The Committee hearing record revealed that Mr. Cramer omitted requisite portions of the application because he did not allow himself an adequate amount of time to complete the application before the filing deadline. Mr. Cramer submitted an incomplete application with the intent to supplement missing documents at a later date because he allegedly did not want to make any errors by stating erroneous information in haste. Mr. Cramer testified, however, that he failed to file any supplement, acting under the assumption that the Board of Law Examiners would do a criminal investigation of his background and discover all of his offenses. During the hearing, Mr. Cramer also testified that he knew he was required to file a supplement and believes he did fill out and send in the proper form, but acknowledged that the written supplement was never received by the Board and he failed to retain a copy of the supplement for his records.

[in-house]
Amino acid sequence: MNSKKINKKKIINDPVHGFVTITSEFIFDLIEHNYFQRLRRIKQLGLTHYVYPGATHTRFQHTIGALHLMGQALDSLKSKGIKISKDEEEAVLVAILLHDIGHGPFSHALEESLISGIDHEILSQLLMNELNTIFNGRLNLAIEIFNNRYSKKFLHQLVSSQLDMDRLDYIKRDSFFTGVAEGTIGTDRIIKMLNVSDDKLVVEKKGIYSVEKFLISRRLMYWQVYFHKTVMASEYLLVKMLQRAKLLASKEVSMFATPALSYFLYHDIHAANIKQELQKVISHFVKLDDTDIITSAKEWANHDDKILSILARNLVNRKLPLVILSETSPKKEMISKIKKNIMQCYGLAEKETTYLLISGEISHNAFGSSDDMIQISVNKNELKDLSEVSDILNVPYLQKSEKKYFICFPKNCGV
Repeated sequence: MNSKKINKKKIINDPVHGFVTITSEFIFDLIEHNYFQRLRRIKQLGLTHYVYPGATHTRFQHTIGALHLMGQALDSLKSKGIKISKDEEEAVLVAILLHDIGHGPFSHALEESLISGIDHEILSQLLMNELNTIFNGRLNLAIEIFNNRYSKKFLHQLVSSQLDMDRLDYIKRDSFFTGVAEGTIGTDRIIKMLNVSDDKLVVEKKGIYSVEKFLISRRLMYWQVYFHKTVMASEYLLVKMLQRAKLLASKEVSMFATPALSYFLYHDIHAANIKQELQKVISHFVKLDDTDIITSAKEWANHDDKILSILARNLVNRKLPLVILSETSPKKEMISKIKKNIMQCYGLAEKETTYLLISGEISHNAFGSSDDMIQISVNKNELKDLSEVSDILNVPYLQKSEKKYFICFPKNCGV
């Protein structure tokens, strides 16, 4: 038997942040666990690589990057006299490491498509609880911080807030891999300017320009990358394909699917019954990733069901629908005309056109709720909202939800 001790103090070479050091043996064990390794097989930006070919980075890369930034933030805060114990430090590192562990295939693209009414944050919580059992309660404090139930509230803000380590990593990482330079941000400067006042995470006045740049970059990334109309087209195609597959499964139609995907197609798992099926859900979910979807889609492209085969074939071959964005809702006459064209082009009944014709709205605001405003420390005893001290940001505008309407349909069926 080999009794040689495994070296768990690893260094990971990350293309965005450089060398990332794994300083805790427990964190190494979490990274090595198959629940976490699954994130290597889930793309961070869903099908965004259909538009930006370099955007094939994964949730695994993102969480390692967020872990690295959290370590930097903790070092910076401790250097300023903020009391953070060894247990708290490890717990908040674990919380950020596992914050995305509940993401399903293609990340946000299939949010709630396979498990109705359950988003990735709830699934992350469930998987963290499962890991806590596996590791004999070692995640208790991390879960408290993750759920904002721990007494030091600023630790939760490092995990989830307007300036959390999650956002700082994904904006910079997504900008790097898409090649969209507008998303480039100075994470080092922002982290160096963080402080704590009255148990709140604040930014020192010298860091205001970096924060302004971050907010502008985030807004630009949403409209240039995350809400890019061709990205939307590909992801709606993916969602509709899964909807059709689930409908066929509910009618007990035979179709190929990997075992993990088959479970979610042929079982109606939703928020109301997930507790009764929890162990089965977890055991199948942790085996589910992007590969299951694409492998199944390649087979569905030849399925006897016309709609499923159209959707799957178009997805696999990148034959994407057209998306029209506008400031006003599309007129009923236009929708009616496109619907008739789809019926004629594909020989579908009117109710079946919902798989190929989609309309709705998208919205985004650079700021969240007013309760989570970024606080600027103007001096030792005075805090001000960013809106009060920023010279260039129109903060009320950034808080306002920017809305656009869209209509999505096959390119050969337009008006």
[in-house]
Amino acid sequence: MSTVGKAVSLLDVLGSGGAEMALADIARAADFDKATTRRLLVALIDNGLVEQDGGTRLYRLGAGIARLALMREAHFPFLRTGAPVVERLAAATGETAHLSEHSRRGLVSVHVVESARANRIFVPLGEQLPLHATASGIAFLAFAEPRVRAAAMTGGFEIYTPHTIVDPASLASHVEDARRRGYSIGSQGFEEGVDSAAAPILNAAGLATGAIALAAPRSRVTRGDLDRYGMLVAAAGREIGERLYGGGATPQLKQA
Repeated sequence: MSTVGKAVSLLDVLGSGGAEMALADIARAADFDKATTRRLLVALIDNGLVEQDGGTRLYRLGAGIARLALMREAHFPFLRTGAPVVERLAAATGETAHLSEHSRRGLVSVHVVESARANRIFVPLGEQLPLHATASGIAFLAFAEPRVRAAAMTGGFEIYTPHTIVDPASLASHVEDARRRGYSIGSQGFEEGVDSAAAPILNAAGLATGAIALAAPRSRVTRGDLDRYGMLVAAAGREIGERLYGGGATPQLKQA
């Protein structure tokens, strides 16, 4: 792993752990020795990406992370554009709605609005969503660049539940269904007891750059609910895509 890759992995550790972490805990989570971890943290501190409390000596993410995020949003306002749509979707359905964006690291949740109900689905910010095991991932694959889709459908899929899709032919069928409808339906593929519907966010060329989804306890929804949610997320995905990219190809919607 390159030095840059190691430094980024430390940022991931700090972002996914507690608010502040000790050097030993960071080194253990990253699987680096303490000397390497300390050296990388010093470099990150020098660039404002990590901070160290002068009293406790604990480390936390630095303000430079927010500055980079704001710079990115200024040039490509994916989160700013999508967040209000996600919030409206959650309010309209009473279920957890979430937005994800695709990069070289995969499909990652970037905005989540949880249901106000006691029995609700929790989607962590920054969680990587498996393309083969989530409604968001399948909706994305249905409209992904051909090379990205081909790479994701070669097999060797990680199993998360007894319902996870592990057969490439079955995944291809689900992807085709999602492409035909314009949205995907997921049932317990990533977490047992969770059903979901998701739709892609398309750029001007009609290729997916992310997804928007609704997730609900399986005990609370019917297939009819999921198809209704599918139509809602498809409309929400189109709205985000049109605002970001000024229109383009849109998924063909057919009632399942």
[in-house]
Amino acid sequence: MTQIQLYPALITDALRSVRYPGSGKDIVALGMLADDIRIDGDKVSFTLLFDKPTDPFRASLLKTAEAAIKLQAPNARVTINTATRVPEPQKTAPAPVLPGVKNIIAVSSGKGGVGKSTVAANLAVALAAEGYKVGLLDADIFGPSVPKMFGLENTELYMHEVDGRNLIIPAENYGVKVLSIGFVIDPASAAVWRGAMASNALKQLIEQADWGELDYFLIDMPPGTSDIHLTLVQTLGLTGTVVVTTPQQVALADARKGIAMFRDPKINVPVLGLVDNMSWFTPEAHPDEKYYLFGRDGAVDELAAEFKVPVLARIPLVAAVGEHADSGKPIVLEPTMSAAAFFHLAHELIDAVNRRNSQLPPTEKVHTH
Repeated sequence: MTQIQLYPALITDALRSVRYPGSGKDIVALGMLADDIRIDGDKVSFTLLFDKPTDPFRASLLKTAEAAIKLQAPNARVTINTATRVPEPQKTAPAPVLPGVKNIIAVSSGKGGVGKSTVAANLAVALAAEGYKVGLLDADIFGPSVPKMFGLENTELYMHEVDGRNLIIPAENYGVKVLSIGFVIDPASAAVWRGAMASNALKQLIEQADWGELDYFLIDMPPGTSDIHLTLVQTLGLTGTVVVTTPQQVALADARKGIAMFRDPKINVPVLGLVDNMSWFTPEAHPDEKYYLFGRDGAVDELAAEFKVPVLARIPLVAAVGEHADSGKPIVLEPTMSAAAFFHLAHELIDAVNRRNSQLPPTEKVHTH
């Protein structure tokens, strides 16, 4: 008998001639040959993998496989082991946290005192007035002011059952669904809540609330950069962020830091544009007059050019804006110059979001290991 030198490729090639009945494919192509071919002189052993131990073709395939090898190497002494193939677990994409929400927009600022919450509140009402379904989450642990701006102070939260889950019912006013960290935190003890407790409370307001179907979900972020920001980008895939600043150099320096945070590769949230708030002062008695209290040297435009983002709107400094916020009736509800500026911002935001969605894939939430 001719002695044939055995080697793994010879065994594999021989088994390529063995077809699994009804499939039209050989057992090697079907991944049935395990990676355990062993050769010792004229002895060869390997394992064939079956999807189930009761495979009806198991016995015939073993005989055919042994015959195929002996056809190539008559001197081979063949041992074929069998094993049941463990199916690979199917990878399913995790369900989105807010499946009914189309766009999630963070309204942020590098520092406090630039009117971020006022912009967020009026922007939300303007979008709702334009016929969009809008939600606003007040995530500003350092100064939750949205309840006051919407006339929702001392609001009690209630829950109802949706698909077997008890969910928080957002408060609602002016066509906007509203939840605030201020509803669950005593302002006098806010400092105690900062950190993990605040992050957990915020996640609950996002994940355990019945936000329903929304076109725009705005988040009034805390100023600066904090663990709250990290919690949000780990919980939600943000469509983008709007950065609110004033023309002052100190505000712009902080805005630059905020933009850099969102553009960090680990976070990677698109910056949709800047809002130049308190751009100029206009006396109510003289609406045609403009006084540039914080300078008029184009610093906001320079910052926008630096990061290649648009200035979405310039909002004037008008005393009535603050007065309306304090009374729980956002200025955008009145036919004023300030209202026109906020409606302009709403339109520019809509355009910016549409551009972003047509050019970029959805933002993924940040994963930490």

The record developed before the Committee also revealed that Mr. Cramer only indicated on his application for admission to the Maryland Bar that his California license had expired. He failed to include the fact that, as a result of his driving under the influence conviction, his driving privileges were suspended. Moreover, he failed to furnish a driving record necessitated by his suspension. According to Mr. Cramer, he had not possessed a valid driver's license in the past three years and believed he did not need to note the suspension of his driving privilege on his Bar application. Mr. Cramer testified that he should have disclosed several infractions on his driving record and provided certified copies of the docket entries for the following items: (1) a citation in June 2005 for disorderly conduct; (2) a conviction for driving under the influence in April, 2004, in the State of New Jersey; (3) a conviction for driving under the influence in 1999 in the State of California; and (4) four speeding tickets between 1993-94. The hearing record shows that Mr. Cramer made an attempt to retrieve documentation from the courts in New Jersey, the District of Columbia, and California but could not get certified copies of any of the docket entries. Mr. Cramer was unable to secure certified docket entries from the court in New Jersey because that court requires individuals to retrieve such documents in person. He chose not travel to New Jersey during the month in between his phone call to the court and the time of the hearing in Maryland. Mr. Cramer was able to obtain a docket sheet from both the California court and District of Columbia court but failed to realize the distinction between an uncertified and certified copy. When questioned about the edited credit report he submitted after his interview with the investigating Committee member, Mr. Cramer explained that he believed he only needed to provide a list of items indicating outstanding ...